Purdue Profiles: David Tate
David Tate, academic advisor in health sciences. (Purdue University photo/Andrew Hancock)
"They pay me for this? Do you believe this? They pay me to do this!" David Tate says with arms outstretched toward a window overlooking Purdue's West Lafayette campus. In his office, where walls are unseen behind plaques, awards and photos; where dimly lit lamps replace fluorescent lights; and where his son's first shoes hang, Tate, an academic advisor in health sciences, beams with pride and disbelief of the life he leads.
Why did you decide to stay at Purdue after receiving your bachelor's and master's degrees here?
Honestly, besides my marriage and the birth of my son, being at Purdue has been the most rewarding thing that I have done. It's the icing on the cake. What the University has given me the opportunity to do, I would never have believed that a kid from a high school class of 22 would ever do.
Every morning my wife, Maureen, who is event manager for Ross Ade Pavilion, and I drive down Northwestern, and I see this whole vista of Purdue. I see the Bell Tower and a sign that says Purdue University and I think, "I am so lucky." I get goose bumps; I have them right now just thinking about it. I've been doing this for a long time, but I feel like that every single day.
How do you approach your work as an advisor?
I remember coming here 46 years ago and feeling intimidated, lacking confidence, lacking direction, lacking preparation, and I had no one to talk to. The few times I tried to talk to an advisor or faculty member, it was not a very pleasant experience. I felt inferior and to some degree undeserving of being here, so I have to remember who these people are and why they come to my office.
I don't let myself answer all their questions because they need room to grow. I gently challenge them. Students are at really vulnerable moments in their lives, but the whole idea of my job is to help them find their way.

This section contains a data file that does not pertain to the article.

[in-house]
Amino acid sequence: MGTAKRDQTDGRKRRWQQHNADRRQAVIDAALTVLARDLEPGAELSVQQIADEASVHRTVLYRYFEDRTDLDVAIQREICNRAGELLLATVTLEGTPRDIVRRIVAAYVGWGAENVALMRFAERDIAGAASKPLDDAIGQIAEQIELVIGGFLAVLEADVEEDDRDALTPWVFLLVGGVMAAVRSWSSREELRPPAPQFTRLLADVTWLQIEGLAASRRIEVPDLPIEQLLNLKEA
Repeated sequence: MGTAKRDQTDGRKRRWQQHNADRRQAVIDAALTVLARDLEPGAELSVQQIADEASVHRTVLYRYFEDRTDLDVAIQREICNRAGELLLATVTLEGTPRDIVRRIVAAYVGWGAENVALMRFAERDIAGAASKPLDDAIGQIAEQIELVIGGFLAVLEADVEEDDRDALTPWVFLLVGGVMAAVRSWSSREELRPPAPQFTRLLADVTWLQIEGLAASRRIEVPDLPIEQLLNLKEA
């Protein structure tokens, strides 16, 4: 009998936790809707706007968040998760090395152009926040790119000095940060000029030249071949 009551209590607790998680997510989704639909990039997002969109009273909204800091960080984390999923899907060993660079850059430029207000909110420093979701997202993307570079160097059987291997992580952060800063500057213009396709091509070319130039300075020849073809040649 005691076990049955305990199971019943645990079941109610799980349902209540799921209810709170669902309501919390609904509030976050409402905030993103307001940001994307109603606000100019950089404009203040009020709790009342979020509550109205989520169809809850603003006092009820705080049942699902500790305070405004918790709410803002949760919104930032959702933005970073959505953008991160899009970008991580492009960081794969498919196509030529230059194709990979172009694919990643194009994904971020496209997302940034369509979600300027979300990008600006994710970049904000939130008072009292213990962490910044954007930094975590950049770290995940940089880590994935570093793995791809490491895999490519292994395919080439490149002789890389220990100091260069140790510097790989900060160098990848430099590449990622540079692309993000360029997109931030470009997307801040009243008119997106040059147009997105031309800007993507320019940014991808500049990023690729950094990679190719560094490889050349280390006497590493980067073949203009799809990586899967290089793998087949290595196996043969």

I encourage my students to seek failure. You have to be willing to go to that end point or you will never know your boundaries, and you will never be satisfied in life. For every plaque, there are 20 things I didn't do well. Purdue is a mechanism to provide a way to continually push the envelope. And if you fall, someone will help you back up.
You are faculty advisor for many student clubs, why is that?
A lot of times students explain to me that they can't find anybody to sign on as club advisor. It's upsetting to me that students have an idea they're excited about, and they don't have a mechanism for pushing it forward because just one person won't step up. I can't accept that. So I sign on.
Right now, I'm a faculty advisor for Circle Pines men's cooperative; Lambda Tau [medical technology students], which I actually started 20-something years ago; Power T, the weight Lifting club, which I founded in '78; Young Americans for Liberty; and I'm an emeritus advisor to Sigma Pi [social fraternity]. My wife and I have also been Faculty Fellows for over 23 years.
Why is it important for you to be involved in many areas across campus?
Because the students are that way. I also have a lot of varying interests, and in being faculty advisor to various groups, I learn so much more about the University and the students I work with. In order to advise, in my definition, effectively, I really should have a pulse of what's going on with the students.